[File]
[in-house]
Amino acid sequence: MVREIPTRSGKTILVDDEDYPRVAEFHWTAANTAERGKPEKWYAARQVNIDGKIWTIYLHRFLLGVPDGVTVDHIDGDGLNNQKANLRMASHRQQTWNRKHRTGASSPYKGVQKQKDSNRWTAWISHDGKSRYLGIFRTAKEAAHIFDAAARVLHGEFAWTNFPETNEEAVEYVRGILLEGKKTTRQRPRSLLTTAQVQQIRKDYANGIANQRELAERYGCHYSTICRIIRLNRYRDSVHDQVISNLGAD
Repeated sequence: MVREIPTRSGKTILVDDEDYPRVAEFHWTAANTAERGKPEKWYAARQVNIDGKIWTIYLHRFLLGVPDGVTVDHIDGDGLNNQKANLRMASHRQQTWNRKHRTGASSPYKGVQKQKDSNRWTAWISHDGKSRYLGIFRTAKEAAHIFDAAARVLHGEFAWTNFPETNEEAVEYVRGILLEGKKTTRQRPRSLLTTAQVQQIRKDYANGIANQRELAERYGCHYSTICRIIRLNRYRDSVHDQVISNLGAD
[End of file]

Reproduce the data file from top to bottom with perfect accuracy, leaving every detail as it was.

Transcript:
[in-house]
Amino acid sequence: MVREIPTRSGKTILVDDEDYPRVAEFHWTAANTAERGKPEKWYAARQVNIDGKIWTIYLHRFLLGVPDGVTVDHIDGDGLNNQKANLRMASHRQQTWNRKHRTGASSPYKGVQKQKDSNRWTAWISHDGKSRYLGIFRTAKEAAHIFDAAARVLHGEFAWTNFPETNEEAVEYVRGILLEGKKTTRQRPRSLLTTAQVQQIRKDYANGIANQRELAERYGCHYSTICRIIRLNRYRDSVHDQVISNLGAD
Repeated sequence: MVREIPTRSGKTILVDDEDYPRVAEFHWTAANTAERGKPEKWYAARQVNIDGKIWTIYLHRFLLGVPDGVTVDHIDGDGLNNQKANLRMASHRQQTWNRKHRTGASSPYKGVQKQKDSNRWTAWISHDGKSRYLGIFRTAKEAAHIFDAAARVLHGEFAWTNFPETNEEAVEYVRGILLEGKKTTRQRPRSLLTTAQVQQIRKDYANGIANQRELAERYGCHYSTICRIIRLNRYRDSVHDQVISNLGAD